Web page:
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Why apple?

The apple [Malus domestica (Suckow) Borkh.] has been part of the human diet for thousands of years. The hundreds of varieties known today result from a long and complicated history where multiple wild species contributed to the fruit’s lineage as it traveled from Central Asia to China and Europe along the Silk Road, and later to North America. Apples rank among the top three fruits produced around the world, along with citrus fruits and banana. Worldwide, there are more than 7,500 known varieties in circulation, but it is estimated that only 40 cultivars account for the bulk of commercial production worldwide.

Although very few apple accessions are known to be from wild trees, scientists have become increasingly interested in the diversity of wild apples as a source for traits to improve commercial varieties, including resistance to pests, fungal infections and bacterial diseases, which are common problems in commercial apples.

Project partners


  • Armenian Botanical Society, Yerevan, Armenia
  • Genetic Resources Institute, Azerbaijan National Academy of Sciences, Baku, Azerbaijan
  • National Botanical Garden of Georgia, Tbilisi, Georgia
  • University of Pavia, Italy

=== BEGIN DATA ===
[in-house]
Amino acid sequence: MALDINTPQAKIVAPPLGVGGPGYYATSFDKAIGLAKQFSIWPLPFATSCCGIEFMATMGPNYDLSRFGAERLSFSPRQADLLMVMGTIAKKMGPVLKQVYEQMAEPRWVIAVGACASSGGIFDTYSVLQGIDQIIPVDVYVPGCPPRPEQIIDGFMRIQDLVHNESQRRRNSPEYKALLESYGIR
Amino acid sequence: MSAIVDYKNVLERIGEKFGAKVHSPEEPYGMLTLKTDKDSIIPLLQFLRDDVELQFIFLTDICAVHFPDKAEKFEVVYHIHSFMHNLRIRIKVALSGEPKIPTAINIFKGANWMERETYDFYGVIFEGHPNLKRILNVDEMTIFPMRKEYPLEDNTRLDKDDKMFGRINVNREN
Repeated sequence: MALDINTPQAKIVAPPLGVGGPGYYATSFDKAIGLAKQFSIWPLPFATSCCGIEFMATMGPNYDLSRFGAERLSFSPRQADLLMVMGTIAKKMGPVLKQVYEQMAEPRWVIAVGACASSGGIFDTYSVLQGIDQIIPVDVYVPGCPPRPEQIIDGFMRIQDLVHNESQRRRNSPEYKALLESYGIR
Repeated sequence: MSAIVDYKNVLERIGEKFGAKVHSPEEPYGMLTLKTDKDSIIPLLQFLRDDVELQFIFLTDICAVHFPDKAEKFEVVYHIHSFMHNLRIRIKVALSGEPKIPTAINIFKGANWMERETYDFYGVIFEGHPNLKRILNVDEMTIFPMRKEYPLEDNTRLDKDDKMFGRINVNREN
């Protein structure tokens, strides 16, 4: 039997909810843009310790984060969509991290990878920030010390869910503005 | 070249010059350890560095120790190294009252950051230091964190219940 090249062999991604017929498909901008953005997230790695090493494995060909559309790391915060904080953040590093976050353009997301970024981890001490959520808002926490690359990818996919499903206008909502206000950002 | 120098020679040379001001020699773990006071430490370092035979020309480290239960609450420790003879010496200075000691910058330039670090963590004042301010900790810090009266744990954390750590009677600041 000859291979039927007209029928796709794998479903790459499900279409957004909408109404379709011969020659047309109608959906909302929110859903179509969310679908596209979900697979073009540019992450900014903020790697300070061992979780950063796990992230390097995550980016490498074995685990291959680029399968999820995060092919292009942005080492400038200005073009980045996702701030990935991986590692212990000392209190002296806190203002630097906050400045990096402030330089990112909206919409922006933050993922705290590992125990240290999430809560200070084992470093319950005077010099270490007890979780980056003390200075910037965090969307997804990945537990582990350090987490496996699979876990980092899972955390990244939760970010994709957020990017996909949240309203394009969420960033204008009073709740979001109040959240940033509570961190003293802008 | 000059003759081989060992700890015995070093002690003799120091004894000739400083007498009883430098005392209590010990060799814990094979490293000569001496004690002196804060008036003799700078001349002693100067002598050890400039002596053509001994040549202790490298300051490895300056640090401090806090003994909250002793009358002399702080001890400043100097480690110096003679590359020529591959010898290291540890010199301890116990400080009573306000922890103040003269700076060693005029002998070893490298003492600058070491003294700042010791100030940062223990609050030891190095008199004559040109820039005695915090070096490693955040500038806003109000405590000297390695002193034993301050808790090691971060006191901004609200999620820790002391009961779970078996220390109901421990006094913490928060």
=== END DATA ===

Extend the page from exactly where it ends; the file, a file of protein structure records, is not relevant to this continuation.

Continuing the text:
• National Agriculture Genetic Resources Centre, Nepal Agricultural Research Council, Khumaltar, Nepal 
  • Plant Genetic Resources Institute, Islamabad, Pakistan
  • Plant Resources Center, Hanoi, Vietnam

Collecting achievements and highlights

  • 47 seed samples of seven wild Malus species were collected from seven countries: Armenia, Armenia, Azerbaijan, Georgia, Italy, Nepal, Pakistan and Vietnam.

  • Newly collected species: Malus baccata, Malus chitralensis, Malus crescimannoi, Malus doumeri, Malus orientalis, Malus sikkimensis and Malus sylvestris.

Apple key collections, materials and data

Apple collections

  • The largest collection of apple and related species is conserved at the Plant Genetic Resources Unit, Cornell University, New York State Agricultural Experiment Station, USDA, ARS, USA.
  • 44 newly collected accessions of five species including domesticated apple from seven countries are conserved in the Millenium Seed Bank.


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